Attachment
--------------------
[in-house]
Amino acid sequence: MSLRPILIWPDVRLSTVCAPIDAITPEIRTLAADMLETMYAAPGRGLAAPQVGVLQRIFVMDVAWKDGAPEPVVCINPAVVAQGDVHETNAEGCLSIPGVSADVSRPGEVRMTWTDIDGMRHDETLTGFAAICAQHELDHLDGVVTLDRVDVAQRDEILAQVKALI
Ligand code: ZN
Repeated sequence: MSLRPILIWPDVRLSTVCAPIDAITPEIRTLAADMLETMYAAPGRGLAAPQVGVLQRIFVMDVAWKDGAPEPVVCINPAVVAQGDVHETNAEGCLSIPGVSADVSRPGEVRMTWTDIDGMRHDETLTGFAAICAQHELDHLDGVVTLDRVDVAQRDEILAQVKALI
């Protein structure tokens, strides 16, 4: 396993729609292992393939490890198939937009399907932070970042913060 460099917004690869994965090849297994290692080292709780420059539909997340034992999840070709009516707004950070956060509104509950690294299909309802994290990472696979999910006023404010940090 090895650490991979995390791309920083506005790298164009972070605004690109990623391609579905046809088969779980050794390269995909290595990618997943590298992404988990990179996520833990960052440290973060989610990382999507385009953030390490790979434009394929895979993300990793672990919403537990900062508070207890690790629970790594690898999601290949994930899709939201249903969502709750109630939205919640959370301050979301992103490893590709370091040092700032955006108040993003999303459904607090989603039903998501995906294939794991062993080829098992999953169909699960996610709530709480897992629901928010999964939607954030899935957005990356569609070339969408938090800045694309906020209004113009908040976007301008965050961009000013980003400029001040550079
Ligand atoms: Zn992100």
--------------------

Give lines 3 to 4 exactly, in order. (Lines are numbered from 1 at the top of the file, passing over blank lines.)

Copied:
Ligand code: ZN
Repeated sequence: MSLRPILIWPDVRLSTVCAPIDAITPEIRTLAADMLETMYAAPGRGLAAPQVGVLQRIFVMDVAWKDGAPEPVVCINPAVVAQGDVHETNAEGCLSIPGVSADVSRPGEVRMTWTDIDGMRHDETLTGFAAICAQHELDHLDGVVTLDRVDVAQRDEILAQVKALI